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First POST: Georemixing

BY Micah L. Sifry | Thursday, May 22 2014

Georemixing

  • Riffing off of the success of Pharell Williams' "Happy" and YouTube homage culture, and the plight of the young Iranians who tried to join in, MIT's Ethan Zuckerman shares his thoughts in a must-read Atlantic piece on the evolution of the "georemix" and what it means when people around the world jump on a meme.

  • The six Iranians arrested for posted their "Happy" video to YouTube have been released on bail, and their case illustrates the ongoing clash between religious conservatives and a more moderate faction represented by the country's president Hassan Rouhani, Rick Gladstone reports for the New York Times.

  • Six months before going public, NSA contractor Edward Snowden helped organize a "cryptoparty" -- where people learn how to use encryption and improve their personal online security -- in Hawaii, where he was living, reports Kevin Poulsen for Wired.

  • The Electronic Frontier Foundation is expressing its dismay at the amended version of the USA Freedom Act that came out of the House Rules committee yesterday.

  • Meanwhile, the White House says it "strongly supports" the bill, which is due for a vote today in the House.

  • Micah Lee, The Intercept's staff technologist, has released Onionshare, free software to enable anyone to send large files securely and anonymously, Andy Greenberg reports for Wired.

  • Facebook is pushing notices to all 1.28 billion of its users urging them to update their privacy settings. But you probably already know that. And it says it will also change how it treats new users, setting their posts initially to only be seen by friends, rather than the whole world.

  • After a lengthy legal fight, Airbnb is giving New York's Attorney General Eric Schneiderman detailed information on hosts in New York City, minus personally identifiable information. Both sides declared victory at the deal, reports David Streitfeld for the Times.

  • Speaking of Attorneys General, California's Kamala Harris is pressing websites to comply with a new state privacy law and tell visitors clearly if they are respecting users' "do not track" preferences. Currently, Twitter is the only major web site that honors such signals, Vindu Goel reports for the Times' Bits blog.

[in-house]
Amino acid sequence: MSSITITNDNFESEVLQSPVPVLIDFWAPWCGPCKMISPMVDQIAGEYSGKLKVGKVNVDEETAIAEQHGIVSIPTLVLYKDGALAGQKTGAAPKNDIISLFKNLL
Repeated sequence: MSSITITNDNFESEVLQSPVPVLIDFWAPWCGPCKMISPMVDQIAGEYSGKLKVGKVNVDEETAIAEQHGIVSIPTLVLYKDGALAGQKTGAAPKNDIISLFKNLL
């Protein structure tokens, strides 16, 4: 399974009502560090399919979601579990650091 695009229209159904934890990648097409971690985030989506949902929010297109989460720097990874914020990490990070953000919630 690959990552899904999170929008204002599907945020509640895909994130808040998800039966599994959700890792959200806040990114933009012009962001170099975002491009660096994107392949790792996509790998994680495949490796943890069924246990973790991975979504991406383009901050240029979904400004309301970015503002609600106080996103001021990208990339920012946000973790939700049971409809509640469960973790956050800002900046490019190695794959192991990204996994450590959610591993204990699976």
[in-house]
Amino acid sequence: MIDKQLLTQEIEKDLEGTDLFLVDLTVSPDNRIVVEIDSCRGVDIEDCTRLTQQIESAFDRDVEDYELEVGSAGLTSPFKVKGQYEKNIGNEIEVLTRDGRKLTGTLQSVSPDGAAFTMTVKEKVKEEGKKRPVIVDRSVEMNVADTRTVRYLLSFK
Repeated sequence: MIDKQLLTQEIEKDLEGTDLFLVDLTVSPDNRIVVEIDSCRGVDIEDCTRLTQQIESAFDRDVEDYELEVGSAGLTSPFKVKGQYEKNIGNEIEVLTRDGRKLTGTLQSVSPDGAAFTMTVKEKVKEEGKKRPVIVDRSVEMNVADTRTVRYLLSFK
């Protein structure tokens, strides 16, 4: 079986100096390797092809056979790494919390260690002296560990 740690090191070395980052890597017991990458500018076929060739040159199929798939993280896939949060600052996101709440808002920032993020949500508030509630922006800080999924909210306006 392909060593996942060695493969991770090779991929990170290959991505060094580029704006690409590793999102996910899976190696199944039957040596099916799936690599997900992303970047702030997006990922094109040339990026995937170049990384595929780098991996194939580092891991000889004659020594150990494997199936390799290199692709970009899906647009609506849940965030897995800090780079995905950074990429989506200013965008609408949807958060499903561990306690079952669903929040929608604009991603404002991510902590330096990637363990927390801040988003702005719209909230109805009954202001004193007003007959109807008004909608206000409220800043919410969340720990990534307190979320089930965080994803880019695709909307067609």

• The community discussion site Metafilter is being forced to cut staff, due to steep reductions in traffic sent to it by Google, its founder Matt Haughey explains on Medium. Is this one more sign of the die-off of first-generation web communities? Perhaps not, as hundreds of Metafilter fans are responding with donations.

  • Speaking of crowdfunding, the SEC has yet to issue final rules for allowing start-ups to sell stock to ordinary investors, and Robb Mandelbaum says that industry boosters have failed to take the risks into account.

  • France now has its own State Chief Data Officer, and apparently its ETALAB has a devotion to very small font sizes.

  • Indian teenager briefly snags vacant Twitter account of India's Prime Minister, @PMOIndia.

  • A status report from the drafters and supporters of the Magna Carta for Philippines Internet Freedom, on the progress of their draft legislation through the legislature there.

  • The former director of the State Department's eDiplomacy office, Richard Boly, is celebrating his retirement by biking across the US, solo.. Here's his Tumblr. We are officially jealous.

News Briefs

RSS Feed thursday >

NYC Open Data Advocates Focus on Quality And Value Over Quantity

The New York City Department of Information Technology and Telecommunications plans to publish more than double the amount of datasets this year than it published to the portal last year, new Commissioner Anne Roest wrote last week in an annual report mandated by the city's open data law, with 135 datasets scheduled to be released this year, and almost 100 more to come in 2015. But as preparations are underway for City Council open data oversight hearings in the fall, what matters more to advocates than the absolute number of the datasets is their quality. GO

Civic Tech and Engagement: Announcing a New Series on What Makes it "Thick"

Announcing a new series of feature articles that we will be publishing over the next several months, thanks to the support of the Rita Allen Foundation. Our focus is on digitally-enabled civic engagement, and in particular, how and under what conditions "thick" digital civic engagement occurs. What we're after is answers to this question: When does a tech tool or platform enable actual people to make ongoing and significant contributions to each other, to a place or cause, at a scale that produces demonstrable change? GO

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